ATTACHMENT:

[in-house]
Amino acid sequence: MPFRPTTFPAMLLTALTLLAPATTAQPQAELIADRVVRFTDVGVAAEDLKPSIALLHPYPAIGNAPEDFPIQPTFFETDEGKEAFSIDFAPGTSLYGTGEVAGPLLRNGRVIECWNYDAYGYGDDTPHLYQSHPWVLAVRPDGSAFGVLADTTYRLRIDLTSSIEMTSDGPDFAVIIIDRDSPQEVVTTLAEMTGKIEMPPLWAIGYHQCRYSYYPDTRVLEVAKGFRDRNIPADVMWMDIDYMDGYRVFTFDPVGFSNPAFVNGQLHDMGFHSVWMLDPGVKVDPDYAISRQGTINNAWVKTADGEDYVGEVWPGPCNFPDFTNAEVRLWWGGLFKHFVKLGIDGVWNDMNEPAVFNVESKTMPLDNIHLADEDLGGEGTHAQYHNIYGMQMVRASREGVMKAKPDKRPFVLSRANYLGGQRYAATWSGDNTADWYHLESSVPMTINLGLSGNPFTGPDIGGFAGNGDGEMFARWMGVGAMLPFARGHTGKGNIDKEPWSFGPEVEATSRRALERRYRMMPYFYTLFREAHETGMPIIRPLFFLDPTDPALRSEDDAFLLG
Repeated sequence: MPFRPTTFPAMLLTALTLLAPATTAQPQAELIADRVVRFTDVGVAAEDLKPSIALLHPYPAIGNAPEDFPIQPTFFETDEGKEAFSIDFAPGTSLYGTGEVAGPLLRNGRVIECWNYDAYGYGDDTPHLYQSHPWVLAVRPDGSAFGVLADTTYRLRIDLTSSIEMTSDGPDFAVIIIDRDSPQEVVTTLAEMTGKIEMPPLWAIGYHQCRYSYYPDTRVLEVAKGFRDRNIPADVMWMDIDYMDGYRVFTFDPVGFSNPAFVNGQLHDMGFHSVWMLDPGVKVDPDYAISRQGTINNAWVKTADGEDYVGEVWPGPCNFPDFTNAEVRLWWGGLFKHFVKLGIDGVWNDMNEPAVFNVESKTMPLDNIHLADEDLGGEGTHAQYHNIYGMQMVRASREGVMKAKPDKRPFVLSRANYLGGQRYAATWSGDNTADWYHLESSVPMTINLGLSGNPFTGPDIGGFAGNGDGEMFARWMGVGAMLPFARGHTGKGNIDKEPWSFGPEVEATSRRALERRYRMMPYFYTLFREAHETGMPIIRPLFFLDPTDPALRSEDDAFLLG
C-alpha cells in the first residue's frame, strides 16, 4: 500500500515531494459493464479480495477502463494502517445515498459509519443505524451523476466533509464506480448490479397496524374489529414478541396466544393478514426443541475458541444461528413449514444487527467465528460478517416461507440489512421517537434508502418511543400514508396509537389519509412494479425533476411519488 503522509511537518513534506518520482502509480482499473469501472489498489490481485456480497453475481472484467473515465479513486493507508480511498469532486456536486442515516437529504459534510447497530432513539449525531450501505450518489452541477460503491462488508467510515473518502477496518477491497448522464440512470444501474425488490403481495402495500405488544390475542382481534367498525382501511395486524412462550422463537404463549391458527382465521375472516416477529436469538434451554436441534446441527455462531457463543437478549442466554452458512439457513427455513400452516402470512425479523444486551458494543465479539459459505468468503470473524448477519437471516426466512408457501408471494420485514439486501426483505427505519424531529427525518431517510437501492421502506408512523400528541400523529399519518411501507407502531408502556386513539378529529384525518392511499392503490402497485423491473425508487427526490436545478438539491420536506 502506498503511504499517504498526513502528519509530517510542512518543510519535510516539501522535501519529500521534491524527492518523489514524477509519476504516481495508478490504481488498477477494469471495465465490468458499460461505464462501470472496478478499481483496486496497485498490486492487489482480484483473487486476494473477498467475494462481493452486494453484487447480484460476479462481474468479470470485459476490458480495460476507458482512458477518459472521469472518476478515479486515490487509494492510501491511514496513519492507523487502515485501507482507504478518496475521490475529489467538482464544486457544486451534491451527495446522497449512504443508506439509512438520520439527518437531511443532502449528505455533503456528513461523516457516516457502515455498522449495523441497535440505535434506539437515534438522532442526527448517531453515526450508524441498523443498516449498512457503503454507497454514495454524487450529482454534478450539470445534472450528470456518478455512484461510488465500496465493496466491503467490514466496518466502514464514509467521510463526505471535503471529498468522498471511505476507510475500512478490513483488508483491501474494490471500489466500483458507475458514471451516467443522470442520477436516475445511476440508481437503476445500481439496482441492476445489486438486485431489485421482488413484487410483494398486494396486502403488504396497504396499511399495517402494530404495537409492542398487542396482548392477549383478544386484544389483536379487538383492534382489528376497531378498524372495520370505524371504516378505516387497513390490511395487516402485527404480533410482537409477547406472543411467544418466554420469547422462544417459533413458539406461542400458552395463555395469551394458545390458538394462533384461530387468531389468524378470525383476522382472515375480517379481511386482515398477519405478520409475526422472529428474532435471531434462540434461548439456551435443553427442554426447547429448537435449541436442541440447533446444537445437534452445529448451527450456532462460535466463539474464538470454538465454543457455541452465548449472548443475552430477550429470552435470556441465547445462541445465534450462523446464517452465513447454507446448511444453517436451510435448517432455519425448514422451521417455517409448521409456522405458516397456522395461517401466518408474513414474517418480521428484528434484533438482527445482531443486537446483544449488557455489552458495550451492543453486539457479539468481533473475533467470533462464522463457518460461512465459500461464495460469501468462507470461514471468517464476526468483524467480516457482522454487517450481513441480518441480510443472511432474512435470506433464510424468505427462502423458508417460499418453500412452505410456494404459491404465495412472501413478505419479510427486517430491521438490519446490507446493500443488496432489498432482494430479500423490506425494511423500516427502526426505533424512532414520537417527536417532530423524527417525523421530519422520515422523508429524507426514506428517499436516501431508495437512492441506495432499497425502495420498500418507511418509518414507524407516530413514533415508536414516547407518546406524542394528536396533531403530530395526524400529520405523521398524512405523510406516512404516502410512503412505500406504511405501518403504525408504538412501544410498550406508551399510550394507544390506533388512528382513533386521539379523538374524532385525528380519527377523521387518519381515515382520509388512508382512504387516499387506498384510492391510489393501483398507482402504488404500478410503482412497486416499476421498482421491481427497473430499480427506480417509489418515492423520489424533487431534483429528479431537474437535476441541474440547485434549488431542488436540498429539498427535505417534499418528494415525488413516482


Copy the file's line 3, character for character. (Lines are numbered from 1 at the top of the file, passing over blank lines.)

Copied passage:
Repeated sequence: MPFRPTTFPAMLLTALTLLAPATTAQPQAELIADRVVRFTDVGVAAEDLKPSIALLHPYPAIGNAPEDFPIQPTFFETDEGKEAFSIDFAPGTSLYGTGEVAGPLLRNGRVIECWNYDAYGYGDDTPHLYQSHPWVLAVRPDGSAFGVLADTTYRLRIDLTSSIEMTSDGPDFAVIIIDRDSPQEVVTTLAEMTGKIEMPPLWAIGYHQCRYSYYPDTRVLEVAKGFRDRNIPADVMWMDIDYMDGYRVFTFDPVGFSNPAFVNGQLHDMGFHSVWMLDPGVKVDPDYAISRQGTINNAWVKTADGEDYVGEVWPGPCNFPDFTNAEVRLWWGGLFKHFVKLGIDGVWNDMNEPAVFNVESKTMPLDNIHLADEDLGGEGTHAQYHNIYGMQMVRASREGVMKAKPDKRPFVLSRANYLGGQRYAATWSGDNTADWYHLESSVPMTINLGLSGNPFTGPDIGGFAGNGDGEMFARWMGVGAMLPFARGHTGKGNIDKEPWSFGPEVEATSRRALERRYRMMPYFYTLFREAHETGMPIIRPLFFLDPTDPALRSEDDAFLLG